P.O. Box 9418
FDA has determined that your V’Nilla Cookies & Milk e-liquid is misbranded under section 903(a)(1) of the FD&C Act (21 U.S.C. § 387c(a)(1)) and/or section 903(a)(7)(A) of the FD&C Act (21 U.S.C. § 387c(a)(7)(A)) because its labeling and/or advertising is false or misleading.
FDA’s investigation of the website http://www.fogitup.com revealed that it sells or distributes V’Nilla Cookies & Milk e-liquid with labeling and/or advertising that causes it to imitate food products, particularly ones that are marketed toward, and/or appealing to, children (see Exhibit A). Specifically, the labeling and/or advertising of the product looks very similar to cookies that are marketed toward children, such as Nilla Wafers cookies and Golden Oreos cookies (see Exhibit B). For example, the labeling and/or advertising for V’Nilla Cookies & Milk e-liquid includes statements and representations, such as: “V’Nilla,” “Cookies & Milk,” and an illustration depicting cookies dunked in a glass of milk. In addition, the labeling and/or advertising for V’Nilla Cookies & Milk e-liquid includes the appearance of a package of cookies that is substantially similar to the packages in which cookies are sold, and displays a product name and color scheme that are substantially similar to the cookies in Exhibit B. This labeling and/or advertising causes the product to imitate food products, particularly ones that are marketed toward, and/or appealing to, children and is therefore misleading.
Children are at particular risk for ingesting e-liquid products with labeling and/or advertising that causes the product to imitate a food or beverage, particularly a food or beverage that is typically marketed toward, and/or appealing to, children. Moreover, children are at a particular risk because exposure to the nicotine in the e-liquid product, even in relatively small amounts, could result in acute toxicity. Child poisonings due to the ingestion of liquid nicotine have recently increased substantially. Severe harms can occur in small children from ingestion of liquid nicotine, including death from cardiac arrest, as well as seizure, coma, and respiratory arrest.
Given that the labeling and/or advertising of V’Nilla Cookies & Milk e-liquid describes its nicotine content as 6mg/mL, with a total volume of 60mL, an accidental ingestion of approximately half a teaspoon would reach the lower end of the fatal dose range for an average two-year-old. Additionally, an accidental ingestion of approximately 2% of a teaspoon would reach the lower end of the non-fatal acute toxicity range for an average two-year-old.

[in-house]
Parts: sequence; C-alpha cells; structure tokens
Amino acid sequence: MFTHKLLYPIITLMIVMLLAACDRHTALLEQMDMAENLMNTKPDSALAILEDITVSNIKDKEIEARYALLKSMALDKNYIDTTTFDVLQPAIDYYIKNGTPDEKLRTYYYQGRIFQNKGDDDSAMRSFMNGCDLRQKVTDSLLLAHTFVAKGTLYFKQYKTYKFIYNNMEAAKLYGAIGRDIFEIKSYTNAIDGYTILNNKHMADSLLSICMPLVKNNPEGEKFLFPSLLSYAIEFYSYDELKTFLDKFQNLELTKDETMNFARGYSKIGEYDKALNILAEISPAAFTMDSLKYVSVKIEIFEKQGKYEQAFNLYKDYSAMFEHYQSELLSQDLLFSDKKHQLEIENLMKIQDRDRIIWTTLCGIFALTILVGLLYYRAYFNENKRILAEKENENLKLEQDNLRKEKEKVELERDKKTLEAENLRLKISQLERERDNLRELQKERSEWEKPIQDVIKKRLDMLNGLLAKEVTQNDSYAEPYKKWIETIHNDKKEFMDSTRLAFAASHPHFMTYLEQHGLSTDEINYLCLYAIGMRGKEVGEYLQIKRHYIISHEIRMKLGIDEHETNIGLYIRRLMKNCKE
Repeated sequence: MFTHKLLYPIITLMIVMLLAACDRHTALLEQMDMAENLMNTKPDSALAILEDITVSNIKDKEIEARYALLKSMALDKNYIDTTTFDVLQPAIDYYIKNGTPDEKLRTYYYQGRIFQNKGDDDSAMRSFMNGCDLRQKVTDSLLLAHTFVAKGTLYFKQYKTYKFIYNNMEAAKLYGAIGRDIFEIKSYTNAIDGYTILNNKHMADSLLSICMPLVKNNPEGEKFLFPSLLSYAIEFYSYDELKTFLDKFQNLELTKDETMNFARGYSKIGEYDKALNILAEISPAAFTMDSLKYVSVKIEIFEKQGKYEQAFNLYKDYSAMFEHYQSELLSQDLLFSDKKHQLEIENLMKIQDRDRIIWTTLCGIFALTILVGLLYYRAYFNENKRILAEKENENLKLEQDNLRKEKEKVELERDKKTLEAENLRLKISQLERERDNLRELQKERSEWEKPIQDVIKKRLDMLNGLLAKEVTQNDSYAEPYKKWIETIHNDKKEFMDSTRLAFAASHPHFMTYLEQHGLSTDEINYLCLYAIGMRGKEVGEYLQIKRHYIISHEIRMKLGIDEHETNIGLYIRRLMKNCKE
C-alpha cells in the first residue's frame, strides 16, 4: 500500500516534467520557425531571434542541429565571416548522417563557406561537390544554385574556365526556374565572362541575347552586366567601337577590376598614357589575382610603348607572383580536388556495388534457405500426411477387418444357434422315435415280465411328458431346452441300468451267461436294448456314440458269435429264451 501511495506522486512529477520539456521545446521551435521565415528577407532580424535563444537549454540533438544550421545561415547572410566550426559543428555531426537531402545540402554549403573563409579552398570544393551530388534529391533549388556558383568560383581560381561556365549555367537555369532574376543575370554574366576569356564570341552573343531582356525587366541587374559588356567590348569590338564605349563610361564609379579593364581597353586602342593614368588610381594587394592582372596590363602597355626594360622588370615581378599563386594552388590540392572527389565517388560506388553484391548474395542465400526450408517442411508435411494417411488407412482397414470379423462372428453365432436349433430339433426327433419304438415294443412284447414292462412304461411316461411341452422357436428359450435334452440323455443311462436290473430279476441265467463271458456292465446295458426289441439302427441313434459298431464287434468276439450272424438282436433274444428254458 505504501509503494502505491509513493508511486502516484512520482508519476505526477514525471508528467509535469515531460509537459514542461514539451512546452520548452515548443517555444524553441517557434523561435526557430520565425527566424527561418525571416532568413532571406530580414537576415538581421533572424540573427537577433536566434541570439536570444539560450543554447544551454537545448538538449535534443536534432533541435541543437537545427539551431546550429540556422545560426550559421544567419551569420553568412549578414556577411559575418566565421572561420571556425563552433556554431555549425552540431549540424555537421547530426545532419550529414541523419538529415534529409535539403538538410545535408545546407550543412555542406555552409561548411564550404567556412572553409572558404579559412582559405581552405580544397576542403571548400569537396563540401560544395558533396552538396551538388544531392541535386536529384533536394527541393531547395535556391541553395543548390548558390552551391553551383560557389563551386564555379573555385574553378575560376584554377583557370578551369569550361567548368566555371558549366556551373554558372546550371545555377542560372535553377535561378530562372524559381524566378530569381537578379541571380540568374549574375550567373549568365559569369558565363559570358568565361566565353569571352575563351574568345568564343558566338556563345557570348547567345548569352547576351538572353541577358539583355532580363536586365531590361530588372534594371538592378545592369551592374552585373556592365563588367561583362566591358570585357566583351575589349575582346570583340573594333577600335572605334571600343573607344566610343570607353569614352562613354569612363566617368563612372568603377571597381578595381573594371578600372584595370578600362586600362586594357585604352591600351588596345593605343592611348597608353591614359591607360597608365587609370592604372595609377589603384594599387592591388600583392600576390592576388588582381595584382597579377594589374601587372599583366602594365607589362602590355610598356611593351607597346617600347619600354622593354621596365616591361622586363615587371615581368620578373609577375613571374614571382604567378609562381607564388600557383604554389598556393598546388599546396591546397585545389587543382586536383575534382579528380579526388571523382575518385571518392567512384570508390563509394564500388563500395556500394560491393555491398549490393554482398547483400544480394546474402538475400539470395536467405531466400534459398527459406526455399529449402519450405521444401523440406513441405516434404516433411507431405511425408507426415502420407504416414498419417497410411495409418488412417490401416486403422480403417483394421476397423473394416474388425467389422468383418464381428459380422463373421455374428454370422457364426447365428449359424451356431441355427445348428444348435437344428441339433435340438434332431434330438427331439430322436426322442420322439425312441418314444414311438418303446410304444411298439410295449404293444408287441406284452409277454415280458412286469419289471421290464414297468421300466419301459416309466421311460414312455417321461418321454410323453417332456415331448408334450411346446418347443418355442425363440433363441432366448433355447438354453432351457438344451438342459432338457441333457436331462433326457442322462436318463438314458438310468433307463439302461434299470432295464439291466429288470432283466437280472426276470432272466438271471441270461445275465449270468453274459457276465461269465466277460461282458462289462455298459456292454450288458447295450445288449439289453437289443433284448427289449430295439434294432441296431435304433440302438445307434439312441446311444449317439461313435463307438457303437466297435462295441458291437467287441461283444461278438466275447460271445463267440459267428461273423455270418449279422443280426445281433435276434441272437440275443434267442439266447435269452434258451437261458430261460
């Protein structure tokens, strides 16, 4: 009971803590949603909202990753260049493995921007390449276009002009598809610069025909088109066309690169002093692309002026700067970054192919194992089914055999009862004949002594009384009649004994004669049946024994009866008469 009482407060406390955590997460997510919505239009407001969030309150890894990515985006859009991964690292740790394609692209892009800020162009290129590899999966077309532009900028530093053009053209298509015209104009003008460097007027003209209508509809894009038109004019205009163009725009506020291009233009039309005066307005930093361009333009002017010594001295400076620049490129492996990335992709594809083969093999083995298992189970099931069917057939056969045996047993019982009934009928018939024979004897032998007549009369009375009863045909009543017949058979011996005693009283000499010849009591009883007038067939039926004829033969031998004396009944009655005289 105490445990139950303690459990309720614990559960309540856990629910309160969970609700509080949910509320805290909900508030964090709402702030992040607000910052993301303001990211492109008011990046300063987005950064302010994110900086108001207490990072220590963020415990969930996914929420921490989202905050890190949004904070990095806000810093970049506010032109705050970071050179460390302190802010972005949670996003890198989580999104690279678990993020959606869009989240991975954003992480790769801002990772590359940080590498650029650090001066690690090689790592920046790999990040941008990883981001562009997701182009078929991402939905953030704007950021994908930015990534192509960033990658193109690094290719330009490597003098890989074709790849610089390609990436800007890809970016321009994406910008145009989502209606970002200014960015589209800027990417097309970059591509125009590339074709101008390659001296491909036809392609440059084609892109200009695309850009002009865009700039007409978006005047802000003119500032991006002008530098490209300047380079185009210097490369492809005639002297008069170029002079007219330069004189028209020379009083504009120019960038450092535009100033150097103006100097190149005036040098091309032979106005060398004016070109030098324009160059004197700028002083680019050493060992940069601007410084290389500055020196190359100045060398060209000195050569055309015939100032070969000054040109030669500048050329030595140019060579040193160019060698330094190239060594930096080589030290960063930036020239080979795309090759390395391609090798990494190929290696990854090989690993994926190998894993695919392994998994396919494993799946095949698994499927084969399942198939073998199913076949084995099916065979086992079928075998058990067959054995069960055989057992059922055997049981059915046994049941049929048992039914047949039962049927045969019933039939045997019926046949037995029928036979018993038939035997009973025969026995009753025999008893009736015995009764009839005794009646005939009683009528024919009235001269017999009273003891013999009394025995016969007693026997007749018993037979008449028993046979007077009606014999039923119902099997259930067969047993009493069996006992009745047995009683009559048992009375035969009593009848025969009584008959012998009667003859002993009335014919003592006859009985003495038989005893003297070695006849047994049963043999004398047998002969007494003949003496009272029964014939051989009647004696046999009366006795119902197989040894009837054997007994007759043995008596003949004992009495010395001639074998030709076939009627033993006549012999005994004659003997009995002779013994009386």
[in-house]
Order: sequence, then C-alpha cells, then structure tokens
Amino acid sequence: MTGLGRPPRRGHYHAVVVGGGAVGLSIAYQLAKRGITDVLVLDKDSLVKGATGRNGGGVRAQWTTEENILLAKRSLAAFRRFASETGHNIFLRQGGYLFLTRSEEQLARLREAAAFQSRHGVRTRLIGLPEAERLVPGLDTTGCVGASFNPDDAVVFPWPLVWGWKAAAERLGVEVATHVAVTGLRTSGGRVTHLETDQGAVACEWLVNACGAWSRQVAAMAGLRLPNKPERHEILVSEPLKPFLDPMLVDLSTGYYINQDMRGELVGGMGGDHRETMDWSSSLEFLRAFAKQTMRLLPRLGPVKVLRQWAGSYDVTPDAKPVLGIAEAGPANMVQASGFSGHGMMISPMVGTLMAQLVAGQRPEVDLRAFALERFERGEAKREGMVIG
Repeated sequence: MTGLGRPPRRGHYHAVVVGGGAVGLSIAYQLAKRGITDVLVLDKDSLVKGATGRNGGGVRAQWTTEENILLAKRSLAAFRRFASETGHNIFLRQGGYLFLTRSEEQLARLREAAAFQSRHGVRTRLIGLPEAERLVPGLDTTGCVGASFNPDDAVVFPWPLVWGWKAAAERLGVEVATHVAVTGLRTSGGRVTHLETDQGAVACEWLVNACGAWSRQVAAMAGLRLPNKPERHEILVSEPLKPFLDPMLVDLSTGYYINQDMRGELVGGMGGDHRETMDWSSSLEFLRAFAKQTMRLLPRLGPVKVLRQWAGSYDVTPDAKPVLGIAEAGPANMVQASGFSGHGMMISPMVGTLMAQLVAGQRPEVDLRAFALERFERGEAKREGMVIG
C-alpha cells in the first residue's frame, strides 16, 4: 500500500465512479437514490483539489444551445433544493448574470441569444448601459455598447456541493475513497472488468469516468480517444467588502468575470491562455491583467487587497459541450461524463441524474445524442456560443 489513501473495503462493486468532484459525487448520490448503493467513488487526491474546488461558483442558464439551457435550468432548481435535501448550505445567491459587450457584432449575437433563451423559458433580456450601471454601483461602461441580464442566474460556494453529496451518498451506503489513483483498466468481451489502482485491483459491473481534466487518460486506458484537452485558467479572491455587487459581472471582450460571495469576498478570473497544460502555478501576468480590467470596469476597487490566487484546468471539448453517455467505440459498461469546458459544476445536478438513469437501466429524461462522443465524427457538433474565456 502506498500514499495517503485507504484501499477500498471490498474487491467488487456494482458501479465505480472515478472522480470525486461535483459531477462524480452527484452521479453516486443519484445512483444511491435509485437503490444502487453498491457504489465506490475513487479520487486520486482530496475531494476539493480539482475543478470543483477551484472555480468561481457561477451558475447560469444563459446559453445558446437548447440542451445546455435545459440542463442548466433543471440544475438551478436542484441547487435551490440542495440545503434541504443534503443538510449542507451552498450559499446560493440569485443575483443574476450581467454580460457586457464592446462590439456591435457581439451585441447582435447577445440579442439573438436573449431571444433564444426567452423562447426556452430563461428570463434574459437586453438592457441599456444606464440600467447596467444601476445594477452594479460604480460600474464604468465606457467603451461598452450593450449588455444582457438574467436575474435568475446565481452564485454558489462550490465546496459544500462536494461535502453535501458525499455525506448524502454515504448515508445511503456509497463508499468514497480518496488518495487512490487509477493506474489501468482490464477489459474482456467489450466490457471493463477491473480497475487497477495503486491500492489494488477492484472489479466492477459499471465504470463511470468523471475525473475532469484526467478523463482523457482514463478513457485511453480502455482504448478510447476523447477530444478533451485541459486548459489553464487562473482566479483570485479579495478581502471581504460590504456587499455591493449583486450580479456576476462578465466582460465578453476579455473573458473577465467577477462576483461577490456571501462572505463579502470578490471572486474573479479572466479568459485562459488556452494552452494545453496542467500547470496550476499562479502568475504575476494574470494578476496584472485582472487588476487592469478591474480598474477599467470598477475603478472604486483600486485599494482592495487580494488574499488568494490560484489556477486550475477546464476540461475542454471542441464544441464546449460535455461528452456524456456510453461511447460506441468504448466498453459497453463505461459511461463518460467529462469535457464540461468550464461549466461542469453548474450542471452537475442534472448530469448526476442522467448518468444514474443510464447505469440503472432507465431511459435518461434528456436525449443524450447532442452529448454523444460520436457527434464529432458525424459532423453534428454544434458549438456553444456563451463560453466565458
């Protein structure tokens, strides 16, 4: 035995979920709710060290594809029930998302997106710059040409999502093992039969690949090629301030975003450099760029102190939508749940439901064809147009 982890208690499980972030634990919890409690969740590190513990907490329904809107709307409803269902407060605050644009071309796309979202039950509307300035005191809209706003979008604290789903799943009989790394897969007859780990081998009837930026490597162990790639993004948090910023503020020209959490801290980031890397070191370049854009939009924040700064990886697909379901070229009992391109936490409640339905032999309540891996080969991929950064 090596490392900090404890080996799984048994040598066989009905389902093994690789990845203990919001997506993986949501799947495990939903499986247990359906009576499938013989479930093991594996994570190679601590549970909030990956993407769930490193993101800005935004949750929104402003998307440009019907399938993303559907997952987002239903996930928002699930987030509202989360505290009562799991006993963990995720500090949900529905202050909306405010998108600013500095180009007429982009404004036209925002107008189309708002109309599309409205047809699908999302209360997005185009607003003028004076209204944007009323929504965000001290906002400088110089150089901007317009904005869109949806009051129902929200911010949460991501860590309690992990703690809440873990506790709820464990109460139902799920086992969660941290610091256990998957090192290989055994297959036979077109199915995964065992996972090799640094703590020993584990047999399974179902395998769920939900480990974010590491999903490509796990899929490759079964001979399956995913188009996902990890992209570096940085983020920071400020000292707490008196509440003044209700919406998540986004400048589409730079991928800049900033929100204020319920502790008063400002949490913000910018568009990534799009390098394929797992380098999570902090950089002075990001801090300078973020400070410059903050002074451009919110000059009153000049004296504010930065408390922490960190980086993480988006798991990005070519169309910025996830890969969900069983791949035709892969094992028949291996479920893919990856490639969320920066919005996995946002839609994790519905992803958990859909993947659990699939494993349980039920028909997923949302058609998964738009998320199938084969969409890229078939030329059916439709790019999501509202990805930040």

The FD&C Act provides, in part, that a tobacco product shall be deemed to be misbranded (1) if its labeling is false or misleading in any particular (section 903(a)(1)), or (2) if the tobacco product is distributed or offered for sale in any State and its advertising is false or misleading in any particular (section 903(a)(7)(A)). The labeling and/or advertising for V’Nilla Cookies & Milk e-liquid is misleading because it causes the product to imitate food products, particularly ones that are marketed toward, and/or appealing to, children. Therefore, the product is misbranded under section 903(a)(1) and/or 903(a)(7)(A) of the FD&C Act.
2. Sales to Minors Violation
Additionally, FDA has determined that your V’Nilla Cookies & Milk e-liquid is misbranded under section 903(a)(7)(B) of the FD&C Act (21 U.S.C. § 387c(a)(7)(B)) because you sold this product to a person younger than 18 years of age.
FDA’s investigation of http://www.fogitup.com revealed that you sold an e-liquid product to a minor. Specifically, during our investigation of http://www.fogitup.com, a person younger than 18 years of age purchased V’Nilla Cookies & Milk e-liquid from your website.No retailer may sell covered tobacco products, including e-liquid, cigar, pipe tobacco, waterpipe tobacco, and dissolvable tobacco products, as well as electronic nicotine delivery system (ENDS) products that contain any tobacco derivative, to a person younger than 18 years of age under 21 C.F.R. § 1140.14(b). Under 21 C.F.R. § 1140.3, a “covered tobacco product” is defined as any tobacco product deemed to be subject to chapter IX of the FD&C Act by 21 C.F.R. § 1100.2, excluding components or parts not made or derived from tobacco. Before 21 C.F.R. § 1100.2 became effective, only cigarettes, smokeless tobacco, roll-your-own tobacco, and cigarette tobacco were subject to chapter IX of the FD&C Act. 21 C.F.R. § 1100.2 deems all other tobacco products, except accessories of such tobacco products, subject to chapter IX and its implementing regulations. The product cited in this violation is a “covered tobacco product.” Under section 903(a)(7)(B) of the FD&C Act (21 U.S.C. § 387c(a)(7)(B)), tobacco products are misbranded if sold or distributed in violation of regulations prescribed under section 906(d) of the FD&C Act, including those within 21 C.F.R. Part 1140. Because this product is sold or distributed to persons younger than 18 years of age in violation of 21 C.F.R. § 1140.14(b), this product is misbranded under section 903(a)(7)(B) of the FD&C Act (21 U.S.C. § 387c(a)(7)(B)).